Fifty-one years after Louisville’s first female prosecutor was beaten unconscious and thrown into the Ohio River to drown, a Bellarmine University professor who has researched a book about civil rights trailblazer Alberta Jones is asking Louisville Metro Police to reopen the investigation of her murder.
Jones, who helped integrate the University of Louisville and was the first black woman to pass the Kentucky bar exam, was killed on Aug. 5, 1965, and no one has ever been charged with the crime.
In 2008, the FBI matched a fingerprint found inside her car with a man who was 17 at the time of the murder, but then-Commonwealth’s Attorney Dave Stengel concluded two years later that short of a suspect confessing to the crime, it would be infeasible to prosecute the case.
Stengel cited the loss of evidence and the death of key witnesses.
But in a seven-page letter to be presented to Chief Steve Conrad, Lee Remington Williams, an assistant professor of political science who also is an attorney, says that some key witnesses, including a lead detective and the last person to see Jones alive, are “very much alive.”
She also cites leads that were not fully explored after the fingerprint match eight years ago.
Williams says in the letter that she started to research Jones’ life to write a book about her but that her efforts have evolved into a “quest for justice.”
Jones’ surviving younger sister, 80-year-old Flora Shanklin, said in a phone interview this week that she wholeheartedly supports reopening the case.
“How do you close something that never was solved?” she asked.
Sgt. Phil Russell, a spokesman for the department, said Conrad will review the letter and give it full consideration.
Tom Wine, who succeeded Stengel as commonwealth’s attorney, said Stengel’s conclusion made sense with the information he had at the time, but Wine said that “if there is new information, we would welcome a second review.”
“No matter how old the murder is, if we can prosecute, great,” Wine said.
The FBI in 2008 matched a fingerprint left inside Jones’ car with a man who was 17 at the time of the murder.
In 2008, Detective Terry Jones of the cold case squad interviewed the man, and he could not explain the presence of his fingerprint but denied killing Jones. He said he was a “bookworm” who had just graduated from high school in 1965 and was bound for college, according to a transcript of the police interview.
The man said he never met Jones, according to a transcript of the interview, which is part of the public records cited by Williams. But his brother said in an interview with the CJ this week that they both knew Jones because she was best friends with their pediatrician. The man, who is now 68, could not be reached for comment. The brother said he was home with him the night that Jones was killed.
Williams says in the letter that the man has been described to her as “meek and harmless,” and that she doesn’t think he was the killer.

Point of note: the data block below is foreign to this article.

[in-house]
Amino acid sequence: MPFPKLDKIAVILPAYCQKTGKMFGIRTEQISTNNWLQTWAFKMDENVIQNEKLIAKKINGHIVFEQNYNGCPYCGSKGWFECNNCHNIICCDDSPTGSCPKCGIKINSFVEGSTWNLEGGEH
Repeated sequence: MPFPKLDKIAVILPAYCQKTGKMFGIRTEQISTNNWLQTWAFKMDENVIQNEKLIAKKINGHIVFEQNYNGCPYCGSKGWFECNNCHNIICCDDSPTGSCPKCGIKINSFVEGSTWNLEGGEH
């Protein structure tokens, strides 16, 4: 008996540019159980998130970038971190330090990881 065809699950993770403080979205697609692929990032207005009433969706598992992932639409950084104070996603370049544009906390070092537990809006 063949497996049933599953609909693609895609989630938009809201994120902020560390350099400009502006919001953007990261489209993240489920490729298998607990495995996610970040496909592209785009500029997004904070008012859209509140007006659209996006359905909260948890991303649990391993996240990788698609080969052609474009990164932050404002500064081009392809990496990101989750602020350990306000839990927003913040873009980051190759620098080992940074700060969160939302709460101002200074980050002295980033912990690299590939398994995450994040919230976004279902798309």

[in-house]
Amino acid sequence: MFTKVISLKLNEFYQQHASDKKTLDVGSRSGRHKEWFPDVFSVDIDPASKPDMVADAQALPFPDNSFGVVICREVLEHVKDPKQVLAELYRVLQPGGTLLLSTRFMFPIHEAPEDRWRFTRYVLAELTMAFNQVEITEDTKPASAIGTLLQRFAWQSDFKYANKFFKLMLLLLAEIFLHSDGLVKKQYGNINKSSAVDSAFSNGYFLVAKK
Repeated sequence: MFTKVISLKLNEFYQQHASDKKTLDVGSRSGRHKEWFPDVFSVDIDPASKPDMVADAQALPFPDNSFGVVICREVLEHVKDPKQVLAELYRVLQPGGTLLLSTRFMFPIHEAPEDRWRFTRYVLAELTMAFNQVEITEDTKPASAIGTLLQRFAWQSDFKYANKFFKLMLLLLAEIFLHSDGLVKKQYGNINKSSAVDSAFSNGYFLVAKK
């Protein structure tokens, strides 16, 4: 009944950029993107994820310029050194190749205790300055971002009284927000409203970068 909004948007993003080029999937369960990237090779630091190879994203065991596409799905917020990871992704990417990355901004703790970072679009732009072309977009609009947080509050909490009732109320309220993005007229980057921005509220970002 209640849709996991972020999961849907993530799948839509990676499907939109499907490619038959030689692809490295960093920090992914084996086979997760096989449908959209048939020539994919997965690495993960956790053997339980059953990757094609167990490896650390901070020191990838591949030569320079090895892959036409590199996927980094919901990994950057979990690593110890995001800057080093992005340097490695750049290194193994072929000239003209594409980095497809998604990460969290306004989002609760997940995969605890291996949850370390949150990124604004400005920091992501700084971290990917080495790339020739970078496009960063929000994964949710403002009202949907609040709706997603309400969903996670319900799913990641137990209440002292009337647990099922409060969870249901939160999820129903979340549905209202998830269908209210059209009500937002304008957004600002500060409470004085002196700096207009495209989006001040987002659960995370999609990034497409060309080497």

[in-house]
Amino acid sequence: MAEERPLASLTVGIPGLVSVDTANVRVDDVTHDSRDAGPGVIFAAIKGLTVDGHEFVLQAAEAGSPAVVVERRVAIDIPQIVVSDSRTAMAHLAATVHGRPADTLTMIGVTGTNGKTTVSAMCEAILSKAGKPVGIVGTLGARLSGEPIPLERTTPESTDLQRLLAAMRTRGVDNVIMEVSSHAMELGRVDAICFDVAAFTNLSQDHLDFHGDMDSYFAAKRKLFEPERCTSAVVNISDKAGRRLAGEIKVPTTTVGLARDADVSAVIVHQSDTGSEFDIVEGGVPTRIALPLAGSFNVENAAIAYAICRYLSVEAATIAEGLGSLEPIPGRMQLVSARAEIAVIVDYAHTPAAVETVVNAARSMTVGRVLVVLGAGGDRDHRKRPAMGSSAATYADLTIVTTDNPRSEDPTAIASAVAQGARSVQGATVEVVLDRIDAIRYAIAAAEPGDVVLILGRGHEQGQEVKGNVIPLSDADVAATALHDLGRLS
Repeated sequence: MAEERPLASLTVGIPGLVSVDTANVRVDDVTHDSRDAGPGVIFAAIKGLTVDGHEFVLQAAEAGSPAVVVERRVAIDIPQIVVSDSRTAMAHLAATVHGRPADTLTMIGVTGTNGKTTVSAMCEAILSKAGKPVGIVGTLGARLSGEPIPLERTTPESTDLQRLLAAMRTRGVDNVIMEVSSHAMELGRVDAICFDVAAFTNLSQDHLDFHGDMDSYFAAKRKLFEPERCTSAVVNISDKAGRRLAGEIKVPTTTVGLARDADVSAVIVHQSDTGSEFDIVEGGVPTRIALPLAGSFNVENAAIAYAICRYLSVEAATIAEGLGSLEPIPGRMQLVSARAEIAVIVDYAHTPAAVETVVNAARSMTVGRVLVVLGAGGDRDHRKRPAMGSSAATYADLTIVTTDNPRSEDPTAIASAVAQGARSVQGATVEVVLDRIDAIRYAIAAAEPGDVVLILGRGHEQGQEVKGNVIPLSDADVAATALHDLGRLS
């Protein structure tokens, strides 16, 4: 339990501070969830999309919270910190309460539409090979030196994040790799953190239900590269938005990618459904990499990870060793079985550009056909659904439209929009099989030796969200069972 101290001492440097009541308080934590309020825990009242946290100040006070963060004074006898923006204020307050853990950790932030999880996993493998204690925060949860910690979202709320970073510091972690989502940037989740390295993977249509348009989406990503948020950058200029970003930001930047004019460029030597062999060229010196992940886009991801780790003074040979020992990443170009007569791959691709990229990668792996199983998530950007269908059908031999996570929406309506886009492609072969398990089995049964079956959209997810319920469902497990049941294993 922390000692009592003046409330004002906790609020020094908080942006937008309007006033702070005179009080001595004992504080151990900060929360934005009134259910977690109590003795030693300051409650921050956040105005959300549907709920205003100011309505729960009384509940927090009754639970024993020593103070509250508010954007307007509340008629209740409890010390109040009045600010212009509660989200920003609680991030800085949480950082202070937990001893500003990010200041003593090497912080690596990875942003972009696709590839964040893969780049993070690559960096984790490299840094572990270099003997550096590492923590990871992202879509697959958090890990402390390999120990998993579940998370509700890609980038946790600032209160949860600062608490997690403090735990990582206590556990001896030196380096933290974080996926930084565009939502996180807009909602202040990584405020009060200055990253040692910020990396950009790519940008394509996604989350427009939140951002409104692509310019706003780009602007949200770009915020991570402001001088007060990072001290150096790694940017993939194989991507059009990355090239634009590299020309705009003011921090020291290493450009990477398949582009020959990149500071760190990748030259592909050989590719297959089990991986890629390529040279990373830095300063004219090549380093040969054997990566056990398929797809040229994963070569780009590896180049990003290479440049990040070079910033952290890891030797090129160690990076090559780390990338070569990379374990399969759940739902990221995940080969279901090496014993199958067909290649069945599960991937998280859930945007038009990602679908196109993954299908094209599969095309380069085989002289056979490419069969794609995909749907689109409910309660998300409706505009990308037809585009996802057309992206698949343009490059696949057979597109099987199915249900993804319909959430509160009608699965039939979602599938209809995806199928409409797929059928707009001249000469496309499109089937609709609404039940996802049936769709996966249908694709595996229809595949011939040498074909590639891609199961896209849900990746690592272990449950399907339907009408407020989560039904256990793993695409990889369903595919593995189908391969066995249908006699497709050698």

“I do not think he committed this murder,” she says in the letter. “He knows who did it, though.”
The man is identified in public records but The Courier-Journal is not naming him because he has never been charged in the crime.
Stengel, in his 2010 letter to then-Police Chief Robert White, said it would be impossible to prosecute anyone for the murder because no blood samples from the scene remain for DNA testing, none of the evidence can be found in the police property room and it cannot be determined where the fingerprint was taken in the car.
Citing records in the 1,597 pages released on the case, Williams tries to rebut the letter point by point, particularly its claim that virtually all of the police witnesses are dead.
She notes that retired Detective Carl Corder, who wrote most of the investigative reports and collected most of the evidence, is still alive.
She also disputes that the fingerprint may have been made outside the car _ which was not located for 33 hours after Jones’ death, saying reports show it was left inside the vehicle.
And she said police in 2008 failed to interview several friends that the fingerprint owner mentioned hanging out with, some of whom lived “a stone’s throw” from 2907 Magazine St., where witnesses reported seeing Jones abducted.
She also said the man whose fingerprint was found should be re-interviewed.
Williams said she decided to write a book about Jones in 2003 when she saw a photo of her hanging in U of L’s Brandeis School of Law. Williams was then a first-year student.
Another portrait of her hangs in the office of the Jefferson County Attorney, where she became a prosecutor only six months before her murder.
“I couldn’t believe I didn’t know her,” Williams said. “She did so many things.”
After graduating from Central High School, Jones attended U of L on a scholarship and graduated third in her class. After finishing law school at Howard University, where she ranked fourth, she returned to Louisville and was the first attorney for Muhammad Ali.
Among her accomplishments, according to Williams, she rented voting machines and held classes to teach African Americans how to vote for the candidate of their choice; marched for civil rights in Frankfort and Washington; single-handedly integrated Louisville’s City Hall by forcing officials to hire black employees; and established a fund for a young boy named James “Bucky” Welch who had his arms cut off while trying to save a puppy underneath a train.
David A. Jones Sr., who co-founded Humana Inc., said he befriended her at U of L, where they often sat next to one another in classes because they shared the same name.
He said that he adored her and that he hopes police reinvestigate her death.
“She was smart and funny and humble,” he said. “She had a brilliant career ahead of her. It’s an incredibly sad story.”